Liège grew from a humble chapel built on the Meuse in 558. In 705 the Bishop of Tongeren-Maastricht was murdered at the chapel and from then on it became a pilgrimage destination. Was his murder the start of the city becoming a capital of crime? Probably not, but Liège did have Europe’s highest crime rate in 2001, according to European Commission figures.
In the 10th century, Liège became the capital of a principality ruled by prince-bishops who had both religious and secular powers. It managed to remain independent for the next 800 years, right through the reign of Burgundians, Spanish and Austrians. When rumblings broke out in Paris in 1789, revolutionary desires were whetted in Liège, and the locals, with the assistance of French soldiers, ousted the last prince-bishop, Antoine de Méan. In 1794 the long-independent principality was swallowed by France.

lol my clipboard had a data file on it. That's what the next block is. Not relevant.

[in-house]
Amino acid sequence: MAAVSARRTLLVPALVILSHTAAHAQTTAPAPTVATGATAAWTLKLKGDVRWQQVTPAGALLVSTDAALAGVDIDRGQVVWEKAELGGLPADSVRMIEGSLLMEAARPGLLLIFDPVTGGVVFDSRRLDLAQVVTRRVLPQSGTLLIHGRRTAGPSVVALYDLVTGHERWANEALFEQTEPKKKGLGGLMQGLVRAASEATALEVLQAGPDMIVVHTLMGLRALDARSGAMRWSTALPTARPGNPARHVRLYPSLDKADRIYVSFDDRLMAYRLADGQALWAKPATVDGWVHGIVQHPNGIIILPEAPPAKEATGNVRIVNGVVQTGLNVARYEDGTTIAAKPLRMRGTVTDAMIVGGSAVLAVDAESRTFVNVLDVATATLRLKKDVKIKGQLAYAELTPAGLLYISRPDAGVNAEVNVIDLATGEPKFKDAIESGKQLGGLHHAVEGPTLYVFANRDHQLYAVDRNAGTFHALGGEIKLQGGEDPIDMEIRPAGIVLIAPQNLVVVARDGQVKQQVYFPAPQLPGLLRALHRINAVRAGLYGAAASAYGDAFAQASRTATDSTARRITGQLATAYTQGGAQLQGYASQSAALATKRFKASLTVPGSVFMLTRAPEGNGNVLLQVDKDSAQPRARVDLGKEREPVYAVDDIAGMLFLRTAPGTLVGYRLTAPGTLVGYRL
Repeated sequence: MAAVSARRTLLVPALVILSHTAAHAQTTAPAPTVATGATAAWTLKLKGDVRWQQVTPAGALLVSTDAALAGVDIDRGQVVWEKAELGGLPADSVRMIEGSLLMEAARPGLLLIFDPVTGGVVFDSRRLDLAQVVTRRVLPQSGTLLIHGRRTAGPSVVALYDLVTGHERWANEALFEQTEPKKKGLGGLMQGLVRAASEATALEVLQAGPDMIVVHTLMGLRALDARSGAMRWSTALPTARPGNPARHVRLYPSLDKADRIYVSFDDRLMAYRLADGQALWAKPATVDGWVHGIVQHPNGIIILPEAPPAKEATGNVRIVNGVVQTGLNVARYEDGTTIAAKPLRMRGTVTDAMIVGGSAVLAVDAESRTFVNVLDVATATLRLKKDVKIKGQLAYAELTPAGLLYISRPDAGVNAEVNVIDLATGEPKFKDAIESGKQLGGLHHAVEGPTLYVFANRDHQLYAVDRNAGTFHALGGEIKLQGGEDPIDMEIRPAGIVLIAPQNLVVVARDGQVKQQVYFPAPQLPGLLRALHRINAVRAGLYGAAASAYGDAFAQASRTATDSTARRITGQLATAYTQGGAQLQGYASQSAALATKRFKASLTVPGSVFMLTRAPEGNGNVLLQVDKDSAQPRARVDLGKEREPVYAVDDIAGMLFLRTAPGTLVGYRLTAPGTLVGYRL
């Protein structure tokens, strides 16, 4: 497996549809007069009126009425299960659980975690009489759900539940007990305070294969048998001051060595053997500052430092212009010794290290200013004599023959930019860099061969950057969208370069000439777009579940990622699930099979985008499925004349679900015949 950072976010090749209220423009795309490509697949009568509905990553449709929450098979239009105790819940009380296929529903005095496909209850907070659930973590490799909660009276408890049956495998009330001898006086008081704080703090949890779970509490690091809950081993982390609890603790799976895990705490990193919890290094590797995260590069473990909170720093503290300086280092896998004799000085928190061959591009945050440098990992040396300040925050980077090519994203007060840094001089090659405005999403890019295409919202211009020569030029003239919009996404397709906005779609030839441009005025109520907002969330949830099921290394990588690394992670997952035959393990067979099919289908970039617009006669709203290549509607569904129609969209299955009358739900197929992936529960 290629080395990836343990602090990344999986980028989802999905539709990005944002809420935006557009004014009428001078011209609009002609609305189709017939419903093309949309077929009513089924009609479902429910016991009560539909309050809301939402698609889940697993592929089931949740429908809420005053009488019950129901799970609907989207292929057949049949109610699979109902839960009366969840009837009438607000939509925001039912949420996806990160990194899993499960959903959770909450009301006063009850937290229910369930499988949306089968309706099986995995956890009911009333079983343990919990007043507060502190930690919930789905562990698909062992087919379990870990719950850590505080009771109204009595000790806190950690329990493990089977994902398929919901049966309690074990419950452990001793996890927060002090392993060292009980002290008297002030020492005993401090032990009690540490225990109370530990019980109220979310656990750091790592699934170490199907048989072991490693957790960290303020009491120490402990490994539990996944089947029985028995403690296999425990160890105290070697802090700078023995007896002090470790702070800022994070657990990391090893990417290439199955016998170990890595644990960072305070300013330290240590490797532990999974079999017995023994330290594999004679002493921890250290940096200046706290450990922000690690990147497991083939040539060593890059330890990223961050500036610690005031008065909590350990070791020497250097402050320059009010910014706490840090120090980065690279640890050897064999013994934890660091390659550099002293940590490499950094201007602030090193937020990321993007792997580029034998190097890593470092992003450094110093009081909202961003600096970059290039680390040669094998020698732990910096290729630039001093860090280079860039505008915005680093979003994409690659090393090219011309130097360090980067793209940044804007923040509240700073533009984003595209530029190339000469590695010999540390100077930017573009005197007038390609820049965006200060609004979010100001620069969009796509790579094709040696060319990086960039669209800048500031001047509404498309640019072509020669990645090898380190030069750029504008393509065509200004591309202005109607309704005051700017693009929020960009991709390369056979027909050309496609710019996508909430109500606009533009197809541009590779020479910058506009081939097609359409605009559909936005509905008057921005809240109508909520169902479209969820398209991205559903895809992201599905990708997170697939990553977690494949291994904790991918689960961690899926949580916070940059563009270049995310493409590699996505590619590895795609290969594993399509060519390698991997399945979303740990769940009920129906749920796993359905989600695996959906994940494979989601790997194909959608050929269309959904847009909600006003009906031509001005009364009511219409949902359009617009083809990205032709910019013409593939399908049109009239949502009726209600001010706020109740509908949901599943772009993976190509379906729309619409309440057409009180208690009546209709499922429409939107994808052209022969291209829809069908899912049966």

Liège entered the industrial age with verve. Coal mining had started here as early as the 12th century, and when the Industrial Revolution swept through in the 19th century, Liège developed its natural assets. Although the steel industry still survives, coal mining has ground to a halt and the city’s periphery is dotted with the abandoned remnants of its prosperous past.
The Liègois are known for their liberal, left-wing passions. They were the first to lend their support to Brussels during the 1830 revolution against Dutch rule, and later that century fought heavily for better working conditions. After WWII, they were at the forefront of the campaign that eventually brought down King Léopold III.